Remember that classic episode from the very first season of Seinfeld, when Jerry wants to "break up" with his obnoxious friend, Joel Horneck, but just can't bring himself to do it? Jerry can't stand the guy, but the thought of actually telling Joel he doesn't want to see him anymore is just so painful that even after he gets up enough nerve and delivers the blow over lunch at the diner – after which Joel, not unexpectedly, starts to blubber and carry on in public – Jerry immediately backs off and apologizes, further prolonging his agony.
I thought of that episode (I usually think in terms of old sitcom episodes, much to my wife's annoyance) after I read the Federal Reserve's policy statement on Wednesday. It once again chose to kick the can down the road (I really hate that metaphor, but it does apply here) and put off raising interest rates until sometime into the unknown future. Apparently the Fed just can't bear the thought of having the financial markets pull a Joel Horneck on it.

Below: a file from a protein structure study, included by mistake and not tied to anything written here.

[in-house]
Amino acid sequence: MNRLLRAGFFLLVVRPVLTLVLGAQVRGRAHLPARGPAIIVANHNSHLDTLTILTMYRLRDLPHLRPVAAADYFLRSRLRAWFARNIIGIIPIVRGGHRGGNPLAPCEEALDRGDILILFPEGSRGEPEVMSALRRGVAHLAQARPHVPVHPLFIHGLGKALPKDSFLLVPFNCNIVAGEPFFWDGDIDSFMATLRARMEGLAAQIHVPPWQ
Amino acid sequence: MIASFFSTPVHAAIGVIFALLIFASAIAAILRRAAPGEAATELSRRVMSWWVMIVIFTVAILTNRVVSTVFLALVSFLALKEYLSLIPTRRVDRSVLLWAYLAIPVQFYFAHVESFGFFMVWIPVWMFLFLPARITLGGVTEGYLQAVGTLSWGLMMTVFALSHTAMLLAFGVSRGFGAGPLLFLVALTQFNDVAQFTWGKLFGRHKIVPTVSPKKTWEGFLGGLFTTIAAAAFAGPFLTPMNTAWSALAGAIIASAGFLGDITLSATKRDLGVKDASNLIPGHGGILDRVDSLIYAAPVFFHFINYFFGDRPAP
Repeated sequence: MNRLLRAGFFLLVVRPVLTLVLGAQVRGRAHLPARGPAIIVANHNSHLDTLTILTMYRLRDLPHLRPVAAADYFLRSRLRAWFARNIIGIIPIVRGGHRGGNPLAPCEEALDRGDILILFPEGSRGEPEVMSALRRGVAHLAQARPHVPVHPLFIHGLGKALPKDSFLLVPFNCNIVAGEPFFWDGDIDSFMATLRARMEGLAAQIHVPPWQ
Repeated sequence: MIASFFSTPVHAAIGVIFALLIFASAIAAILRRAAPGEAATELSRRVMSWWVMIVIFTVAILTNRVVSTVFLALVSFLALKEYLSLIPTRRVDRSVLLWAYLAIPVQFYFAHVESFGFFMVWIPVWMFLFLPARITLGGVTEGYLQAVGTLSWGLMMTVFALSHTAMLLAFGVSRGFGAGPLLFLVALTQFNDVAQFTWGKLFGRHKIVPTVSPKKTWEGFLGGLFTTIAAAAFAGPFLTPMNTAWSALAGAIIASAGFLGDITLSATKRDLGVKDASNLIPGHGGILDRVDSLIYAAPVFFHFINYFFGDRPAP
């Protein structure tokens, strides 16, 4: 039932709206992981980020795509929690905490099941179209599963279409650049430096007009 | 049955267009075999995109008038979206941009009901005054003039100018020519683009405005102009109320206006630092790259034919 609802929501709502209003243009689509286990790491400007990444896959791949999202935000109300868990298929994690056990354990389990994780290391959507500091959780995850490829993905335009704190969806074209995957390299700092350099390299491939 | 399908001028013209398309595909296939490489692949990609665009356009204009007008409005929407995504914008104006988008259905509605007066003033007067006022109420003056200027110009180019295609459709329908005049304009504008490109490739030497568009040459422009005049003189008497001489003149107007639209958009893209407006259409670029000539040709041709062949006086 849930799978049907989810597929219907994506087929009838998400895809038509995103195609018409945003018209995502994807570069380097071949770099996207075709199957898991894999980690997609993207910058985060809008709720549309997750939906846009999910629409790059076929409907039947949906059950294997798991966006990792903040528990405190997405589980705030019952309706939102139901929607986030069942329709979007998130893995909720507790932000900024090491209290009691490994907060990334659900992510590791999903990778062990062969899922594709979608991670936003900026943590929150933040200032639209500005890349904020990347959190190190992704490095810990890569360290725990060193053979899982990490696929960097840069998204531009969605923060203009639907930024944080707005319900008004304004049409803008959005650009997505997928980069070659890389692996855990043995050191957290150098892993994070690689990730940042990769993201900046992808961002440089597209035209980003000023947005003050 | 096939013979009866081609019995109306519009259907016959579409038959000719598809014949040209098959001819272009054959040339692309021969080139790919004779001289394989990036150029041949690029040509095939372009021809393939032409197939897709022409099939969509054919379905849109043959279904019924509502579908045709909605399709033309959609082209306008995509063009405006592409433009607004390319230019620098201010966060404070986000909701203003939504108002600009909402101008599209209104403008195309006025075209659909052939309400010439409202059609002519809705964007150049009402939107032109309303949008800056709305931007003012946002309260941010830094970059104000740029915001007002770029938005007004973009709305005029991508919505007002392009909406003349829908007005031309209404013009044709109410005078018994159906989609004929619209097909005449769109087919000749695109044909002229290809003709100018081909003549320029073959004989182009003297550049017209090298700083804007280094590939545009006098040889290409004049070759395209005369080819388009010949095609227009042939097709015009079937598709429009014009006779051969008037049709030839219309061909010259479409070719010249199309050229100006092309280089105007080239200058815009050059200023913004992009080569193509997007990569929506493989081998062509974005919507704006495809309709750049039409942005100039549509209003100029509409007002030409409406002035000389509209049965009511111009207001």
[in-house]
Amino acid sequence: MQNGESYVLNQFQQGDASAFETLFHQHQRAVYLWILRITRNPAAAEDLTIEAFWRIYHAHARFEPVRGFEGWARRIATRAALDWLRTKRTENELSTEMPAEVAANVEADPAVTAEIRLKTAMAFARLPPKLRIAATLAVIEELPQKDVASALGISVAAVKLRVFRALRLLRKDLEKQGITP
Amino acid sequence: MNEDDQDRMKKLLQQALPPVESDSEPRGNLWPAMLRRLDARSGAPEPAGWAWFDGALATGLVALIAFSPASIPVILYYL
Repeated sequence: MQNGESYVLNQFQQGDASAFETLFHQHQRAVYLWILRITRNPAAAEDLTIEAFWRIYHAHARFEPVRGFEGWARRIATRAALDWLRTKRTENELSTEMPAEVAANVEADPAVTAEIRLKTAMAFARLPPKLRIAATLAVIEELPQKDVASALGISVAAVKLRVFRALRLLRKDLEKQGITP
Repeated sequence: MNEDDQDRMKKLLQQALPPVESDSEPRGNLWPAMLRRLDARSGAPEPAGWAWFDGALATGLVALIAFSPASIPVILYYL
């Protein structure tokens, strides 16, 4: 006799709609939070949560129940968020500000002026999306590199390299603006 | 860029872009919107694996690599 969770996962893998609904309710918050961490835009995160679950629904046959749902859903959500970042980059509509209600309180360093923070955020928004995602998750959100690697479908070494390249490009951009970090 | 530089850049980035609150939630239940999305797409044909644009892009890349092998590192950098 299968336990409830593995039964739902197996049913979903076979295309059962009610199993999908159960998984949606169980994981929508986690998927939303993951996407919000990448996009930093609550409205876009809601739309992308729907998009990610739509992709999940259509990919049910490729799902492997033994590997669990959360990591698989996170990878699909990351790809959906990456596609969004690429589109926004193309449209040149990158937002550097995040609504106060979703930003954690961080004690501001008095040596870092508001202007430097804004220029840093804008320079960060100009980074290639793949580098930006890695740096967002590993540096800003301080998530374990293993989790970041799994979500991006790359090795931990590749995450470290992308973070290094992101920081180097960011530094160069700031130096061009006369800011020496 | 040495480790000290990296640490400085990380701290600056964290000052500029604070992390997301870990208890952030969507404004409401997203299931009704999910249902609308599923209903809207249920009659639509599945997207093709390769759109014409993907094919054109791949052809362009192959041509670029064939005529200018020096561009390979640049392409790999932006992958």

Not only did the Fed not remove the "considerable time" language from its statement, as many market participants were expecting. Instead, it added a brand new noncommittal phrase, saying that "it can be patient" before it begins to "normalize the stance of monetary policy," i.e., raise interest rates from its current zero to 0.25% target range.
Of course, both being "patient" and "considerable time" can mean anything, or nothing, at all. What they absolutely don't mean is "right now" or "very soon." At her news conference following the statement, Fed Chair Janet Yellen said a rate increase won't take place for "at least the next couple of meetings," meaning well into next year, and maybe not even then. Who knows?
Perhaps Mrs. Yellen and the six of her colleagues on the Federal Open Market Committee who voted for the statement (there were an unusually high three members who didn't go along) thought they were being cute in adding another set of evasive, ambiguous words that show that it still can't make up its collective mind.
Is the Fed simply indecisive? Incompetent? Or simply afraid of what the market reaction might be if it stops prolonging a policy that is no longer necessary? Continue reading "Joel Horneck And Fed Policy"